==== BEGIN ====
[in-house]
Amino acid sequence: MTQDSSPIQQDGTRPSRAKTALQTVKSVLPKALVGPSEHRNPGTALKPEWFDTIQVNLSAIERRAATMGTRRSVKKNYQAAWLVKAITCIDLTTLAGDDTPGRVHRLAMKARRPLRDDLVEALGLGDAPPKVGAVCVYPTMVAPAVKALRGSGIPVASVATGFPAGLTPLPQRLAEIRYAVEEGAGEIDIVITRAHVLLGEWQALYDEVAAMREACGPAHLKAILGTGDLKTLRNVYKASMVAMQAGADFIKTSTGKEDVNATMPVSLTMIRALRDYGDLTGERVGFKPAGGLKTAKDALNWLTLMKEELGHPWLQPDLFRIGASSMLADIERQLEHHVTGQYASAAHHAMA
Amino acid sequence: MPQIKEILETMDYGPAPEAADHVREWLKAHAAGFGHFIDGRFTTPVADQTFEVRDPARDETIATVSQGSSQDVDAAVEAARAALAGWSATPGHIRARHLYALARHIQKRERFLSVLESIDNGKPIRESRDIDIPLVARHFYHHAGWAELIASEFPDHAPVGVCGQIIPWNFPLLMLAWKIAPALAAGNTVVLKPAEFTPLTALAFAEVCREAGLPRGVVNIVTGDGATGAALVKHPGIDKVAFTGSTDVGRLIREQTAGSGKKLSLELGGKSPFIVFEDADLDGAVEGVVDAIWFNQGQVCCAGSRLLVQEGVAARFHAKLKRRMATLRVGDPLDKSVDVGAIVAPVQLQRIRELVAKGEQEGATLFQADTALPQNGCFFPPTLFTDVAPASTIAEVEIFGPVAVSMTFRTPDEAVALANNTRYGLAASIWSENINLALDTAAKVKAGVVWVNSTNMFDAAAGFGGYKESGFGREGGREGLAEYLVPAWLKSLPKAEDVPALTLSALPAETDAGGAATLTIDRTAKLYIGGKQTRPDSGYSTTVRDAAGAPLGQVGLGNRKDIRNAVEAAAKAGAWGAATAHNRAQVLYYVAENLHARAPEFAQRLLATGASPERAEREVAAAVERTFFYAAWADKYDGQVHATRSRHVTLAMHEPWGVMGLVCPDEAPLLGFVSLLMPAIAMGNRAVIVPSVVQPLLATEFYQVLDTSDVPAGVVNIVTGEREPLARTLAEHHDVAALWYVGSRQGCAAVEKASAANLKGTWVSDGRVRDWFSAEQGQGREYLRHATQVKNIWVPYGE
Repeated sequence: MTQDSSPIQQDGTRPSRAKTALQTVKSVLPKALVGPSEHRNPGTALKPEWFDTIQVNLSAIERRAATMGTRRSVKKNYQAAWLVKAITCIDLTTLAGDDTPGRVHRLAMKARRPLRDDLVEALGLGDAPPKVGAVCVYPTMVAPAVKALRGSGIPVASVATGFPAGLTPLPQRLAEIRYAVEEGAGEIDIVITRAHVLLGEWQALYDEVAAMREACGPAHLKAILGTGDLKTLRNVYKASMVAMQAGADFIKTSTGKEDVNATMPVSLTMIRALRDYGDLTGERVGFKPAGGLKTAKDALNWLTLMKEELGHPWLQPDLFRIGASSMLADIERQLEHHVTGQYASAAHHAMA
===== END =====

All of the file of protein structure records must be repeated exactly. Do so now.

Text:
[in-house]
Amino acid sequence: MTQDSSPIQQDGTRPSRAKTALQTVKSVLPKALVGPSEHRNPGTALKPEWFDTIQVNLSAIERRAATMGTRRSVKKNYQAAWLVKAITCIDLTTLAGDDTPGRVHRLAMKARRPLRDDLVEALGLGDAPPKVGAVCVYPTMVAPAVKALRGSGIPVASVATGFPAGLTPLPQRLAEIRYAVEEGAGEIDIVITRAHVLLGEWQALYDEVAAMREACGPAHLKAILGTGDLKTLRNVYKASMVAMQAGADFIKTSTGKEDVNATMPVSLTMIRALRDYGDLTGERVGFKPAGGLKTAKDALNWLTLMKEELGHPWLQPDLFRIGASSMLADIERQLEHHVTGQYASAAHHAMA
Amino acid sequence: MPQIKEILETMDYGPAPEAADHVREWLKAHAAGFGHFIDGRFTTPVADQTFEVRDPARDETIATVSQGSSQDVDAAVEAARAALAGWSATPGHIRARHLYALARHIQKRERFLSVLESIDNGKPIRESRDIDIPLVARHFYHHAGWAELIASEFPDHAPVGVCGQIIPWNFPLLMLAWKIAPALAAGNTVVLKPAEFTPLTALAFAEVCREAGLPRGVVNIVTGDGATGAALVKHPGIDKVAFTGSTDVGRLIREQTAGSGKKLSLELGGKSPFIVFEDADLDGAVEGVVDAIWFNQGQVCCAGSRLLVQEGVAARFHAKLKRRMATLRVGDPLDKSVDVGAIVAPVQLQRIRELVAKGEQEGATLFQADTALPQNGCFFPPTLFTDVAPASTIAEVEIFGPVAVSMTFRTPDEAVALANNTRYGLAASIWSENINLALDTAAKVKAGVVWVNSTNMFDAAAGFGGYKESGFGREGGREGLAEYLVPAWLKSLPKAEDVPALTLSALPAETDAGGAATLTIDRTAKLYIGGKQTRPDSGYSTTVRDAAGAPLGQVGLGNRKDIRNAVEAAAKAGAWGAATAHNRAQVLYYVAENLHARAPEFAQRLLATGASPERAEREVAAAVERTFFYAAWADKYDGQVHATRSRHVTLAMHEPWGVMGLVCPDEAPLLGFVSLLMPAIAMGNRAVIVPSVVQPLLATEFYQVLDTSDVPAGVVNIVTGEREPLARTLAEHHDVAALWYVGSRQGCAAVEKASAANLKGTWVSDGRVRDWFSAEQGQGREYLRHATQVKNIWVPYGE
Repeated sequence: MTQDSSPIQQDGTRPSRAKTALQTVKSVLPKALVGPSEHRNPGTALKPEWFDTIQVNLSAIERRAATMGTRRSVKKNYQAAWLVKAITCIDLTTLAGDDTPGRVHRLAMKARRPLRDDLVEALGLGDAPPKVGAVCVYPTMVAPAVKALRGSGIPVASVATGFPAGLTPLPQRLAEIRYAVEEGAGEIDIVITRAHVLLGEWQALYDEVAAMREACGPAHLKAILGTGDLKTLRNVYKASMVAMQAGADFIKTSTGKEDVNATMPVSLTMIRALRDYGDLTGERVGFKPAGGLKTAKDALNWLTLMKEELGHPWLQPDLFRIGASSMLADIERQLEHHVTGQYASAAHHAMA